One of the most common complaints leveled against Richard Dawkins (and other atheist writers) is that his understanding of religion isn’t sufficiently sophisticated – that he dismisses religion without delving into all its intricacies of doctrine. For instance, Terry Eagleton:
What, one wonders, are Dawkins’s views on the epistemological differences between Aquinas and Duns Scotus? Has he read Eriugena on subjectivity, Rahner on grace or Moltmann on hope? Has he even heard of them?
What any of this has to do with the basic question of whether God exists is left unexplained. So common is this attack that P.Z. Myers gave it its own, very appropriate name – The Courtier’s Reply – a reference to the famous fable of the Emperor’s New Clothes. The analogy behind the Courtier’s Reply is that no one has the right to claim the Emperor is naked unless they’ve first engaged in a detailed study of all the latest fashions in imaginary fabrics.
The use of this argument shows how religious apologists set the bar at a different height for atheists than they do for their own fellow believers. Why is it that that atheists are expected to be fluent in every last detail and nuance of theology, while no similar qualifications are needed to be a churchgoer?
Millions of theists pray, worship and attend church each week despite possessing pathetically shallow levels of knowledge and familiarity with their own religion. If atheists criticized Christianity despite possessing such shoddy knowledge of its teachings, they’d be lambasted – and rightly so. But no one seems to be demanding that the ill-informed faithful clear out of the pews until they’ve brought their theological knowledge up to code.
In fact, some of the world’s major religions have commitment ceremonies where children as young as 12 or 13 are expected to pledge their lifelong devotion. Clearly, these faiths believe that even a child can understand their teachings well enough to make a meaningful vow of allegiance to them. How, then, can those same faiths turn around and say that atheists need to have a postgraduate education in theology to even think about objecting? This is just an attempt to create a double standard where detailed understanding is required to deny, but not to assent.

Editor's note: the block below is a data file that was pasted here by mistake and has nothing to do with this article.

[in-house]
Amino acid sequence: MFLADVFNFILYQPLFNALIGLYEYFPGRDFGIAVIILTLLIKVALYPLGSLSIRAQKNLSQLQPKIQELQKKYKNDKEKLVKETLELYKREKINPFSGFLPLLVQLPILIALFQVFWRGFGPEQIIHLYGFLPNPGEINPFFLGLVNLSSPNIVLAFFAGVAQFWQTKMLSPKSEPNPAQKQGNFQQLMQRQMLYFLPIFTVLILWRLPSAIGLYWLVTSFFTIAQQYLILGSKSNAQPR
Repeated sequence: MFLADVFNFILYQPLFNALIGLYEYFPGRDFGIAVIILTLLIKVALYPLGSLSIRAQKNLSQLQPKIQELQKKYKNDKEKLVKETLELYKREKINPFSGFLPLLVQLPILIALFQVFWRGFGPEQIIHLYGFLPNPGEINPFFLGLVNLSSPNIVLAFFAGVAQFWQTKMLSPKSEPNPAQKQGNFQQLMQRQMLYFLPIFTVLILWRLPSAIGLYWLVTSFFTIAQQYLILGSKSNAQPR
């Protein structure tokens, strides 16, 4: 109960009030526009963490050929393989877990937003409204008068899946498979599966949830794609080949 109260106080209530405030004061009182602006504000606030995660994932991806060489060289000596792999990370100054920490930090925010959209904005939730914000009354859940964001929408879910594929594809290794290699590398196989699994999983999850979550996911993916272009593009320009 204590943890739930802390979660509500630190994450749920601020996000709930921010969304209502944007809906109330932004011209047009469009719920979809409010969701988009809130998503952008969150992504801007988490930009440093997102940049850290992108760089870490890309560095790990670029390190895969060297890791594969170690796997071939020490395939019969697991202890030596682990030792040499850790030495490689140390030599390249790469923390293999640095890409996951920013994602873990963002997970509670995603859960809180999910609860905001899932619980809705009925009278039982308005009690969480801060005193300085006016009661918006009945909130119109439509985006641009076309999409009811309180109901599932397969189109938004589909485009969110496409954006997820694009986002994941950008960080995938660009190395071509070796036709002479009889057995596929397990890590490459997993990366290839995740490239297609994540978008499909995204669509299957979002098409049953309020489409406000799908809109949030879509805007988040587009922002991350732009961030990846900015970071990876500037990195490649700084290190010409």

If anything, this is a bar that’s not just uneven, it’s perpetually moving. A lifetime of study would not be enough to learn every last detail about even a single religion. No one, atheist or theologian, could possibly know everything about the history and culture of a large faith. And again, while this is not viewed as a liability in believers, it serves as a convenient cudgel for apologists to use against us. When challenged, they can always demand that the atheist go away and study another long-dead theologian before questioning the existence of God.
But as Eagleton’s excerpt shows, this is just a smokescreen. It rarely if ever has any bearing on the key question of whether theism is true. If God does not exist, of what possible relevance is the epistemological difference between Aquinas and Duns Scotus? We seek to respond to religious beliefs as they are actually held and practiced by a vast majority of the faithful, not to the rarefied views held by a tiny minority of theologians. We have no interest in debating how many angels can dance on a pinhead; we want to know whether there’s any reason to believe in angels in the first place.
And, it should be noted, this argument is almost never applied in the reverse direction. That is to say, most of the believers who reject atheism know little, if anything, about it, and I’d bet that only a vanishing minority have ever read anything written by us in our own words. Greta Christina, as always, shines a clear light on the double standard being applied here. If we’re expected to possess expertise on theism, why aren’t theists expected to read up on atheism before rejecting it? Why aren’t they expected to be experts on all the other faiths which they don’t belong to?